The combination of strong US growth and sticky inflation is raising the odds the Federal Reserve hikes rather than cuts interest rates, bringing borrowing costs to as high as 6.5% next year, according to UBS Group AG strategists.

While the bank’s base case is for two rate cuts this year, UBS now sees a growing possibility that inflation fails to decline to the Fed’s target, spurring a pivot back to hikes and sparking a deep selloff in bonds and stocks. Markets have already scaled back bets on policy easing as recent US data has shown surprising strength in the world’s biggest economy.

“If the expansion remains resilient and inflation gets stuck at 2.5% or higher, there would be real risk the FOMC resumes raising rates again by early next year, reaching 6.5% Fed Funds by mid-next year,” said UBS strategists including Jonathan Pingle and Bhanu Baweja in a note.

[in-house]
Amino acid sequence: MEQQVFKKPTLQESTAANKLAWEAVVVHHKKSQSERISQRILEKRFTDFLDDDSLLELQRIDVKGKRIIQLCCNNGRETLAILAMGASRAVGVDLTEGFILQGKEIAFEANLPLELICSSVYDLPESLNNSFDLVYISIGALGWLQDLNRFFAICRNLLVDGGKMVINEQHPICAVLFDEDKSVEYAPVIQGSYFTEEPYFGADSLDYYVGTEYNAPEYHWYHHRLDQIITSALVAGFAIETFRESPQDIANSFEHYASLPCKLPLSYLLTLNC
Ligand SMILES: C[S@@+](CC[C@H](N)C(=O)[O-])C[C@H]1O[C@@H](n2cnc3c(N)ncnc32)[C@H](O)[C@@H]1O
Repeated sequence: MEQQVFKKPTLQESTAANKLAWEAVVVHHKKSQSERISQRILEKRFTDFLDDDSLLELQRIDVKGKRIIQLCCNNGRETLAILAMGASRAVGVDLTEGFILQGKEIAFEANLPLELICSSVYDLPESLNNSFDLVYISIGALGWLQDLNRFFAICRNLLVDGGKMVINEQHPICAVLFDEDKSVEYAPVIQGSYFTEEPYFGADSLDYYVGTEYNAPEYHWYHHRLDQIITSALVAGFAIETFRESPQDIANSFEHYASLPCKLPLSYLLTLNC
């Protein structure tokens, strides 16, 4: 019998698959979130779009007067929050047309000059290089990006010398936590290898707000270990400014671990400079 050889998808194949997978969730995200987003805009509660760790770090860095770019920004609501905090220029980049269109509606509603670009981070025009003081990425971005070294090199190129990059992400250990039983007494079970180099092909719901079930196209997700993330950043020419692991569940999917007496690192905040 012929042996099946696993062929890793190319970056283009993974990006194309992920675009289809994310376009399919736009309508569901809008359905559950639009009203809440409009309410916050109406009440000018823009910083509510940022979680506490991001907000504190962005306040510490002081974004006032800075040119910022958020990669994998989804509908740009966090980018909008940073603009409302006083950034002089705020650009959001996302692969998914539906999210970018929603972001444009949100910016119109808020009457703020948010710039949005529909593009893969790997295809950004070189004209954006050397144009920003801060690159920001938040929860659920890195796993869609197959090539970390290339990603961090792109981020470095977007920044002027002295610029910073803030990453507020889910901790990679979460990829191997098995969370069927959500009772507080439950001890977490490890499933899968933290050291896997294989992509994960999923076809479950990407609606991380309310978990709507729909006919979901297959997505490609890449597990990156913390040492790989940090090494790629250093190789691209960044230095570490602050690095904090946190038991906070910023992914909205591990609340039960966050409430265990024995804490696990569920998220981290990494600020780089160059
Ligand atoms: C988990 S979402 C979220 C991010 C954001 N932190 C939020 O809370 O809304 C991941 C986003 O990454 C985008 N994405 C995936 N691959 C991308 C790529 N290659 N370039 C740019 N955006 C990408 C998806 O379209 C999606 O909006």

The call shows how major banks are coming to terms with the possibility that the most aggressive hiking cycle since the 1980s — taking the Fed’s rate to 5.5% — might not be over just yet. UBS has already tempered an aggressive view for 275 basis points of US cuts this year, to now forecast just 50 basis points.

Its so-called “no landing scenario” of more rate hikes would prompt a sharp flattening of the US Treasury curve as benchmark yields move “meaningfully higher,” as well as a 10%-15% slide in equities, the strategists projected.

The call followed stronger-than-expected US inflation data last week, and came ahead of US retail sales Monday that also topped estimates. That’s made for a string of hot data points, fanning concerns that inflation is becoming entrenched. Traders have drastically pared bets on Fed easing to price 41 basis points by December, down from 150 basis points at the start of the year.

“Investors are in the early stages of worrying about an economy that may be running too hot,” the UBS strategists said. “In a high inflation scenario we would expect both government bonds to selloff and credit spreads to widen, making for a big catch down in multiples.”

This article was provided by Bloomberg News.